QSFer August Li has a new Fantasy book out:
Kitchen servant Yoli is one of only three men who know a carefully guarded secret about High Commander Koehen, the brilliant general who united their lands against a common invader. The enemy wants that secret, and they are willing to use either kindness or cruelty to obtain it.
Yoli must decide if his loyalties lie with the commander, who has shown him more affection than anyone in Yoli’s life, or with his own best interests. High Commander Koehen’s attention is capricious at best—he summons Yoli only when it is convenient for him, and Yoli knows there’s little hope of a future together. Is a glimmer of a hope for love worth sacrificing a chance for prosperity beyond his wildest dreams?
YOLI JOGGED to keep up with the long, brisk strides of the wizard, Vaald. As he followed the taller, thinner man through the torch-lit corridors, Yoli curled his hands around the fabric of his tattered tunic. Palms sweating, he prayed to any god who might be willing to hear a person as lowly as himself. Let it just be the headache, he chanted over and over again in his mind. The headache he might be able to relieve, but if it was the fit—
“Quickly, Yoli,” Vaald said in his crisp voice. Yoli supposed he could just ask the sorcerer, but he chose to stay silent and follow a few feet behind him. Vaald had always treated Yoli well enough; he was one of the few men who’d bothered to learn Yoli’s name in the twelve years he’d been at the fortress of Vyon. Even so, Vaald intimidated Yoli. Yoli hated to be alone with him and spoke to him as little as possible as they hurried through badly lit, narrow passageways and ascended stone stairs. With every step the anxiety coursing through Yoli’s veins increased.
The first time, he’d had no idea what was happening when Vaald dragged High Commander Koehen, the Uniter of Freilund, out of the dining hall and into the kitchen.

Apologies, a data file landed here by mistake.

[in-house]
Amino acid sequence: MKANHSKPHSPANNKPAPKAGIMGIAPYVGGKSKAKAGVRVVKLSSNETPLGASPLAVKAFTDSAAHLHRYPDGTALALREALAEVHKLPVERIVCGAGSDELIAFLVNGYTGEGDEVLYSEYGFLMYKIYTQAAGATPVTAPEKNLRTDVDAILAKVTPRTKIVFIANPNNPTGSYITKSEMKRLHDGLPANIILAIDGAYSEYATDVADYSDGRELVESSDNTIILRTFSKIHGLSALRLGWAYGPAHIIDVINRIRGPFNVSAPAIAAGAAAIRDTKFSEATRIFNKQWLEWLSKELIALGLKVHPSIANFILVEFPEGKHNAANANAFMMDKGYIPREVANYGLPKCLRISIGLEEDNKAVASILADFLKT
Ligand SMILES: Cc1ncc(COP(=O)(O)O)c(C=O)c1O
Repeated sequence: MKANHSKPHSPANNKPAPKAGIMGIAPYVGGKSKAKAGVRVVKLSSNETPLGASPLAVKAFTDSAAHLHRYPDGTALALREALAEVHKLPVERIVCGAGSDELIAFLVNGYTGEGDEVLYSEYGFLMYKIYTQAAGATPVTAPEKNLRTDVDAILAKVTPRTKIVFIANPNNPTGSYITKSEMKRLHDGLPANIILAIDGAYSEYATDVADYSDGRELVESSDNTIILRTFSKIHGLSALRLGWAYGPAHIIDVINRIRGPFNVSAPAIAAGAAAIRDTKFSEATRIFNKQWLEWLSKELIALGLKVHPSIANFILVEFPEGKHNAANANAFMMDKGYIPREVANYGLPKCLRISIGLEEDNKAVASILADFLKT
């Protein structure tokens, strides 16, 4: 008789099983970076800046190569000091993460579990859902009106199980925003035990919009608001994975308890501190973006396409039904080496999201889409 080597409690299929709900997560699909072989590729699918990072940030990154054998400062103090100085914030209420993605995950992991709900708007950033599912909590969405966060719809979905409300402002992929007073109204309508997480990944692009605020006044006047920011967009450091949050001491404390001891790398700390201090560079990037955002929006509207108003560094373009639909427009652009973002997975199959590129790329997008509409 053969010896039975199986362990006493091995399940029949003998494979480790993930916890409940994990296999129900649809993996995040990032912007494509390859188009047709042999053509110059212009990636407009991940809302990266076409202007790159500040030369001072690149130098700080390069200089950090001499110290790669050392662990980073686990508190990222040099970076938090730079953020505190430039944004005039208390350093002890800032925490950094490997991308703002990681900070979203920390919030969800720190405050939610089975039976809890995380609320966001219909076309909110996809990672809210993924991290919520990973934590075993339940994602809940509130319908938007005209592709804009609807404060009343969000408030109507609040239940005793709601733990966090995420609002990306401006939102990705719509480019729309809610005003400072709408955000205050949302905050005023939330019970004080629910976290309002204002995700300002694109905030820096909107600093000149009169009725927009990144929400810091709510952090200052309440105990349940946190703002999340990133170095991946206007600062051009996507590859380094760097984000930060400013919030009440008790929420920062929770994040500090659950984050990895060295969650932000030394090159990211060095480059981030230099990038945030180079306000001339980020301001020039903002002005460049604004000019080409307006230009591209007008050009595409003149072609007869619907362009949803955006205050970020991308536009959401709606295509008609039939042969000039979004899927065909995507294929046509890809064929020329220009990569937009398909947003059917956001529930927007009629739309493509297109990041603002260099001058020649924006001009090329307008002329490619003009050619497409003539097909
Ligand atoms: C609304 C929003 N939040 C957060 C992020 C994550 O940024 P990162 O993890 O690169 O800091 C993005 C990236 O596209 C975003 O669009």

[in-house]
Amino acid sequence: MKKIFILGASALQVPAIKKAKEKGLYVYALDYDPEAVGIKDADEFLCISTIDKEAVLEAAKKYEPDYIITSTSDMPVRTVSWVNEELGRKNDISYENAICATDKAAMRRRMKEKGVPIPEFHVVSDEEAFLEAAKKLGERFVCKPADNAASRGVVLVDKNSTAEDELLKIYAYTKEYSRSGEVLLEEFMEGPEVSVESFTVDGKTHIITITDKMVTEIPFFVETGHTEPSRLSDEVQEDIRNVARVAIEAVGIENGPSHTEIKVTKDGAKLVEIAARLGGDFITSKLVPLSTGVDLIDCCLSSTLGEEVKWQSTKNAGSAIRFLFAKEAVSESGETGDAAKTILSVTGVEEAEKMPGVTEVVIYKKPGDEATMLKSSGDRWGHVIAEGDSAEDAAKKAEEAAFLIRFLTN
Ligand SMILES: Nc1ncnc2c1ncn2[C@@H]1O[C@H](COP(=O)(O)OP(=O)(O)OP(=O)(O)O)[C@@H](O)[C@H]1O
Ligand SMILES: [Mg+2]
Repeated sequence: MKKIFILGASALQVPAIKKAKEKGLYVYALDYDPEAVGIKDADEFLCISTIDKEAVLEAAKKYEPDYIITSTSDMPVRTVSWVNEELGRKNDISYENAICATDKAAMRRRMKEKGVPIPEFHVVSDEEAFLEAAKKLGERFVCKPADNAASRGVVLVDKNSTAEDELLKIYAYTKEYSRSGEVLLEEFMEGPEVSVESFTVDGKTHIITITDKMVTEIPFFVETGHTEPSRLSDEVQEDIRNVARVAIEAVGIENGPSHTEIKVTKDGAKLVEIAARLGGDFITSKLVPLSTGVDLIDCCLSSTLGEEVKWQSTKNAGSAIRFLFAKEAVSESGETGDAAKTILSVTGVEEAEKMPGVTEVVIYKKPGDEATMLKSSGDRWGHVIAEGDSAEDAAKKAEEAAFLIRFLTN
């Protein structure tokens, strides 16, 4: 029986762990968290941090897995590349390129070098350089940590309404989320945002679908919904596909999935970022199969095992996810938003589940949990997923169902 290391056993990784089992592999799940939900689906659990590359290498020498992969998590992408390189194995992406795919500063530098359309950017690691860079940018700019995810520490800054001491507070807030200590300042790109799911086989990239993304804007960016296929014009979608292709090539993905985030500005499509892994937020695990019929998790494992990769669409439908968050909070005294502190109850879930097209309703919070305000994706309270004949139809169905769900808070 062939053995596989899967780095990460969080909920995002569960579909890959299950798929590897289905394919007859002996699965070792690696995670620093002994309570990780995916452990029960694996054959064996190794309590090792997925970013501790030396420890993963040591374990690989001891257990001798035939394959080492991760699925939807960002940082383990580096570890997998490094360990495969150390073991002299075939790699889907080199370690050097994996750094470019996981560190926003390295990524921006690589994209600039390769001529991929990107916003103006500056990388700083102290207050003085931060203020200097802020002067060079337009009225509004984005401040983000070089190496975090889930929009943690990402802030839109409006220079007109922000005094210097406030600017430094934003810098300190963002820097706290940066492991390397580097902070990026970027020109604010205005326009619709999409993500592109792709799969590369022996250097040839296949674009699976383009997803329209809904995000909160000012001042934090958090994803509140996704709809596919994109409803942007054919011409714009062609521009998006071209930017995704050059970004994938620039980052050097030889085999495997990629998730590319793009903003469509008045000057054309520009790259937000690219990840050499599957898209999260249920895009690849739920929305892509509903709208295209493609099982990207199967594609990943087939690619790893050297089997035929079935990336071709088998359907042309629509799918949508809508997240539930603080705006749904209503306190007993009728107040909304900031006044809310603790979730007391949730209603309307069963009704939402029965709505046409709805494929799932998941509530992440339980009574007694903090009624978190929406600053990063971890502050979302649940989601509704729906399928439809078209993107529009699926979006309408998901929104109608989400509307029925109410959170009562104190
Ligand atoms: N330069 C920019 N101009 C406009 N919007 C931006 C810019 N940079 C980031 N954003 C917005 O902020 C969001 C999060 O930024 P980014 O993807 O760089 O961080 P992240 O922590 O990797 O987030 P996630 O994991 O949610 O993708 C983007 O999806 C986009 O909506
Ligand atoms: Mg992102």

Yoli, barefoot, shirtless, and on his hands and knees, looked up from the grease he was scrubbing from the floor as the wizard supported the commander between himself and another man.
“Kitchen boy,” Vaald said, not unkindly, as he lowered the commander’s head into Yoli’s lap. “Keep an eye on him whilst I fetch my potions. Never speak of this.” He met Yoli’s gaze with his amber eyes before sweeping his hood up over his white-blond hair. Both of the men hurried away, leaving Yoli to wonder what they expected of him.
Little gasps and whimpers came from the man resting against Yoli’s thighs. When he looked down, Yoli saw more pain than he’d ever imagined a single face could express. High Commander Koehen’s lips stretched taut, pale and trembling amongst his close-cropped whiskers, and deep furrows gathered at the corners of his eyes and across his forehead. Tears escaped from between the commander’s golden-brown eyelashes and ran down his tanned cheeks into his beard. As Yoli watched him suffer, his intimidation at being in the presence of the great man melted away as compassion pushed it aside. Gingerly, unsure of what was proper, he laid his hand across the commander’s forehead. The gesture earned a grateful groan from Lord Koehen, so Yoli dared move his fingers in tight circles against the commander’s temple. The stress on the man’s face dissolved a little, the lines around his eyes and mouth softening, so Yoli continued, moving his hands through Lord Koehen’s hair and down to the curls at the base of his skull. He found the muscles there taut and tried to knead the tension out of them. With his other hand, Yoli rubbed the man’s clenched jaw.
Yoli, without realizing it, began to sing: a single verse from a lullaby he thought he remembered his mother singing over his bed. He repeated it over and over. High Commander Koehen’s eyes opened slowly, the orbs bloodshot and glossy, and he met Yoli’s gaze.
“Please sing on, kitchen boy,” he said in a harsh whisper broken by misery. “Please—”
Yoli, so lost in reminiscence, didn’t realize he and Vaald had reached the High Commander’s door. Lord Koehen’s room sat on the top floor of the tower overlooking the unbroken plain to the north. Vaald stopped, and Yoli nearly crashed into his back. The sorcerer didn’t bother knocking before entering; he never did. Vaald simply pushed the heavy wooden door open and stepped into the chamber with Yoli following sheepishly.
“Yoli, my lord,” Vaald said with an insincere bow.
“Thank you, my friend,” said a rich, velvety voice from within. It raised gooseflesh over Yoli’s limbs that had nothing to do with the early spring chill.
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August (Gus) Li is a creator of fantasy worlds. When not writing, he enjoys drawing, illustration, costuming and cosplay, and making things in general. He lives near Philadelphia with two cats and too many ball-jointed dolls. He loves to travel and is trying to see as much of the world as possible. Other hobbies include reading (of course), tattoos, and playing video games.